By JARED S. RICHMAN
To the Editor,
In her recent opinion piece in The Catalyst, former Editor-in-Chief Samantha Silverman expresses disappointment over the college’s decision to name Mary Shelley’s 1818 novel, “Frankenstein” or, “The Modern Prometheus,” as this coming fall’s first-year “common read.” She notes that despite her personal enthusiasm for Gothic literature, she finds the choice inappropriate.
Here, I’d like to respond to her comments, but more broadly I’d like to offer a different perspective on the college’s choice for the common read in light of those comments. (I should note that while I was not a part of the First Year Experience committee that chose the text, I was the one who submitted it for the committee’s consideration).
Separating Gothic literature from its historical, political, and social context, Ms. Silverman ignores the cultural and political history of its genesis. As it emerged in Britain during the 1700s, the Gothic mode responded to that nation’s growing religious, racial, and ethnic anxieties in the years following the Protestant Reformation and the social and economic effects of Britain’s first colonial empire. England’s fear and subsequent critique of its former medieval Catholic identity appears everywhere in Gothic literature of the era—from characteristic Spanish and Italian settings to the shocking rendering of violence, sexual transgression, and moral depravity of nuns, priests, magistrates, and princes.
In the early 19th century and beyond, authors and artists would employ the Gothic to express mounting concern over rapid advances in what Shelley’s contemporaries called “natural philosophy” and technology, that is, broadly speaking, the newly delineated disciplines of science: chemistry, biology, geology, medicine, engineering, physics, and so on.
But at its heart, the Gothic was a literary mode obsessed with forms of difference and identity: racial, ethnic, religious, gender, sexual, moral, and economic. Modern scholars, philosophers, and media critics have been writing for many, many years on the ways in which “Frankenstein” engages these complex issues.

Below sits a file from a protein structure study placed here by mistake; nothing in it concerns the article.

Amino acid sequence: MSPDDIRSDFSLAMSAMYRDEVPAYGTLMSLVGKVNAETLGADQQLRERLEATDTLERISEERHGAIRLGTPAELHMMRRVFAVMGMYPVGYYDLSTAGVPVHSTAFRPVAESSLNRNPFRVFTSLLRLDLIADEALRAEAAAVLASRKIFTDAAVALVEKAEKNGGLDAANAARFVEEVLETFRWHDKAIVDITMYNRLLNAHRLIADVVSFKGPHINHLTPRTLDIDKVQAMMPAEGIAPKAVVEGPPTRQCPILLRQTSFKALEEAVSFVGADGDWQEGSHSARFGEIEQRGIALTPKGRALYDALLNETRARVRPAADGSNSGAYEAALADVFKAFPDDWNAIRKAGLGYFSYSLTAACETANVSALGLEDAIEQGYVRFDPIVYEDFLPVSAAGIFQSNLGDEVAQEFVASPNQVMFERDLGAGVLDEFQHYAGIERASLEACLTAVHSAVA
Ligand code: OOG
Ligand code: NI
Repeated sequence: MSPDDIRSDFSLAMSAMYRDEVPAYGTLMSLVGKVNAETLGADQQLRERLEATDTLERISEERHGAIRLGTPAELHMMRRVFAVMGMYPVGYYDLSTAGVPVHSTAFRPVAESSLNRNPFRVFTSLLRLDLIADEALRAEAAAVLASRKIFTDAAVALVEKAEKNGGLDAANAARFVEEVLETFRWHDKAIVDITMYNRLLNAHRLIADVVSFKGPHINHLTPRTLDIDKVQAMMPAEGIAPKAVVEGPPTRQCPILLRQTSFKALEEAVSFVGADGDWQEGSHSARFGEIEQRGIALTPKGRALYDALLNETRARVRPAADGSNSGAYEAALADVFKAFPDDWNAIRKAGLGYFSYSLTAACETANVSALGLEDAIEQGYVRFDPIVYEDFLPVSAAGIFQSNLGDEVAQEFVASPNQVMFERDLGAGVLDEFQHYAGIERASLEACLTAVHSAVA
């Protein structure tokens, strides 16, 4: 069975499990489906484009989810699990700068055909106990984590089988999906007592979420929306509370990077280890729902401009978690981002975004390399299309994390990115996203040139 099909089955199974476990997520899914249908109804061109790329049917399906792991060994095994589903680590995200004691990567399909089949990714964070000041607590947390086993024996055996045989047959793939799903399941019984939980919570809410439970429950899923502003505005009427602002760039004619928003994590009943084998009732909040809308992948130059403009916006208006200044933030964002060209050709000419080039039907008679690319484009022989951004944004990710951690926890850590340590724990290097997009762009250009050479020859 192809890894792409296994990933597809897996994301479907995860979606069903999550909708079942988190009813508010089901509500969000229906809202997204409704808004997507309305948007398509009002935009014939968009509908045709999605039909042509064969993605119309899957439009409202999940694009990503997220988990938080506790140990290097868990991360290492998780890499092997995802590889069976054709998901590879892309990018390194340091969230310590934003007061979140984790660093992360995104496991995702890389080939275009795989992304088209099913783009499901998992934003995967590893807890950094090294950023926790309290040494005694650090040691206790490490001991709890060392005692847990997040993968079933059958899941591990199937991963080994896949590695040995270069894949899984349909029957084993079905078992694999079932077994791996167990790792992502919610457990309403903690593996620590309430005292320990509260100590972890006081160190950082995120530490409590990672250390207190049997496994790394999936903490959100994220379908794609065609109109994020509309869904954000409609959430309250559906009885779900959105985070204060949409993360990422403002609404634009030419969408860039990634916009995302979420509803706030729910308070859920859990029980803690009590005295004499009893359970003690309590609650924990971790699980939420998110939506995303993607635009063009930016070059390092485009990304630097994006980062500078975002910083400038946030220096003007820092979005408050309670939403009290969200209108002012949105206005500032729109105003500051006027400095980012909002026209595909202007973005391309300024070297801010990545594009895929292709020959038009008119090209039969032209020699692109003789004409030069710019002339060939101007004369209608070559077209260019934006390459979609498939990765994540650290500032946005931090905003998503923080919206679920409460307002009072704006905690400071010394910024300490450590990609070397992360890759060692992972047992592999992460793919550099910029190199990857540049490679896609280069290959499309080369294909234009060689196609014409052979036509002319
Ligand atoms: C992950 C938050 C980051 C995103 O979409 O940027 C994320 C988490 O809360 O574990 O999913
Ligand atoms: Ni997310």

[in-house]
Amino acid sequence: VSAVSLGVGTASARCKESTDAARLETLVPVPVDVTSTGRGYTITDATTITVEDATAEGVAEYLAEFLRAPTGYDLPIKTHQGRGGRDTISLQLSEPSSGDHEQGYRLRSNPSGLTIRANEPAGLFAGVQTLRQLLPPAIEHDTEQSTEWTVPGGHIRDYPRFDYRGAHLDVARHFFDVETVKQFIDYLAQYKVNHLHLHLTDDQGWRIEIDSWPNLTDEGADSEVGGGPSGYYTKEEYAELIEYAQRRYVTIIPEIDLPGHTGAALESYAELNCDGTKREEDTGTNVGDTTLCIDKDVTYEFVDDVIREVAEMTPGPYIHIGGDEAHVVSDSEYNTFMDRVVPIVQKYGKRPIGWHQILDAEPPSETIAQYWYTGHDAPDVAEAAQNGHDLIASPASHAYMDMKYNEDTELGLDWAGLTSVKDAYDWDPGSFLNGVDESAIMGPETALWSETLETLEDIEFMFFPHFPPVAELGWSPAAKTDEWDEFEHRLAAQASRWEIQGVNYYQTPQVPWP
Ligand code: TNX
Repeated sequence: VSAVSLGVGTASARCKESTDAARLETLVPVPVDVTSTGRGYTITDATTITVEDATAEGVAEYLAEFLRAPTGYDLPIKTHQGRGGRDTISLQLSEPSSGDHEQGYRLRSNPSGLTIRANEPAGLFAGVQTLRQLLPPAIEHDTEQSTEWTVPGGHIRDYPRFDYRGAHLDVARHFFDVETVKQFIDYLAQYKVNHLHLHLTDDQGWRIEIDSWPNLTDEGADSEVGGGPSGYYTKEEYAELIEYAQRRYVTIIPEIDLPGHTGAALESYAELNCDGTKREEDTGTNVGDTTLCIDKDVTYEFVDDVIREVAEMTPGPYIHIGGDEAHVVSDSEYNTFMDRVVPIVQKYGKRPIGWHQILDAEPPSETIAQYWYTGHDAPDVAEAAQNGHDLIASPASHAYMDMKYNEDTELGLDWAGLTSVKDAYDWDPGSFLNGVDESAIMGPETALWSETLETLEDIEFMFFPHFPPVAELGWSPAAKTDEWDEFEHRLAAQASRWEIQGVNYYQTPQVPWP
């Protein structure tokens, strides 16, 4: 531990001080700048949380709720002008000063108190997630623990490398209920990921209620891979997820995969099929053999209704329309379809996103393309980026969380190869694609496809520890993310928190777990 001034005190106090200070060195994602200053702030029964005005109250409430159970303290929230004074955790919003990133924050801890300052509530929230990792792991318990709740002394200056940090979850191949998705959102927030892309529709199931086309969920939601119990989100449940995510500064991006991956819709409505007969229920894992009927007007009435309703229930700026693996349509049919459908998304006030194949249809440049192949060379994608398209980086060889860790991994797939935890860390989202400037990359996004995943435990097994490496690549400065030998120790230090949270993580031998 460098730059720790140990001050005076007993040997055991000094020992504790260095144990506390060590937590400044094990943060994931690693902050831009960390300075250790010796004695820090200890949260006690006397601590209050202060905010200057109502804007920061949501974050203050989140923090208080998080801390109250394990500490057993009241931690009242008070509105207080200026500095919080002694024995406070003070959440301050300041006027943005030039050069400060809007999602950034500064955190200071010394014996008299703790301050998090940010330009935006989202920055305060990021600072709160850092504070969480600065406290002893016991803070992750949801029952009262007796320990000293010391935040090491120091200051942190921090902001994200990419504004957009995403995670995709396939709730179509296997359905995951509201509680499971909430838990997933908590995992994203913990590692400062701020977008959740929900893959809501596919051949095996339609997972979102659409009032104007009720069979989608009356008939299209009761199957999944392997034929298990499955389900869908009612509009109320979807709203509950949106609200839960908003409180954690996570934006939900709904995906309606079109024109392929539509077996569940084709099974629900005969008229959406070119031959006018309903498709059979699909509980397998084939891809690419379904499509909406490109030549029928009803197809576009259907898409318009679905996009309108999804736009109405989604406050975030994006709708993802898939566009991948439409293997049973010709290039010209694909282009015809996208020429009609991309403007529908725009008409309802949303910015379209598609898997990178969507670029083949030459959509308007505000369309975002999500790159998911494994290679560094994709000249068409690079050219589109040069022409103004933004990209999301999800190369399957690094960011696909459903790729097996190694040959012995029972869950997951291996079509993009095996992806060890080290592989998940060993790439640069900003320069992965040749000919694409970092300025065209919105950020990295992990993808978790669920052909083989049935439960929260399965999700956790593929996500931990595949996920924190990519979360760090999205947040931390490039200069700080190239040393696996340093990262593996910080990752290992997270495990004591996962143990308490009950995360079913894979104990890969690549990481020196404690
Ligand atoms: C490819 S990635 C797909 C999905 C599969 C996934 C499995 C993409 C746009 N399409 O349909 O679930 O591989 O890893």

In her article, Ms. Silverman noted that in her first three years at CC, “the school has engaged in discussions of race, gender, mass incarceration, learning disabilities, stereotype threat, the power of poems, social justice and privilege.” Indeed, then, Ms. Silverman must surely welcome the choice of “Frankenstein” as the next common read, for even a casual reading of the work reveals the novel to be about all of these concerns and several others that she claims are most urgent for the incoming first-year class to discuss (e.g. racism, physical/mental disability, political authority, colonialism, gender identity, and educational access to name just a few).
“People are writing too much about what’s happening right now to look 200 years in the past for much-needed answers to our skewed social and political systems,” Ms. Silverman wrote. My hope is that Ms. Silverman is not suggesting here that we stop investigating the past as a means to understanding the present. Given that “Frankenstein” was written by a 19-year- old woman whose social activist mother, Mary Wollstonecraft, birthed modern feminism, and whose father, William Godwin, we remember as one of the great progressive philosophers and champions of political justice, it would seem surprising that American college students in 2018 would not be able to find the work relevant to their own cultural and historical surroundings. “Frankenstein” is about how and why we got here—to this very moment.
The manner in which “Frankenstein” has influenced our contemporary world is simply too vast and broad to detail here. Yet briefly we might consider that the novel’s 200-year legacy has, if nothing else, challenged us to revisit urgent questions about physical difference and monstrosity (moral and physical), to say nothing of its clear influence over the current debate surrounding scientific discovery and technological advances—everything from in vitro fertilization, cloning, and “designer babies,” to genetic manipulation and so-called “Frankenfoods,”.
Moreover, “Frankenstein” has much to contribute to debates over women’s rights, abortion, parenthood, education, suicide, systems of justice and punishment, and political sovereignty. A creation narrative that questions biblical assumptions about gender and species hierarchy, “Frankenstein” also demands that we consider the origins of racial privilege and social exclusion, the kind with which we find ourselves wrestling today. For at its heart, the novel is a mediation on the very nature and definition of humanity itself.
Surely, in a text that takes up so many urgent issues, one might find, as Ms. Silverman desires of the common read, “real insight on what’s happening right now.”
Dr. Jared S. Richman
Associate Chair and Associate Professor
Department of English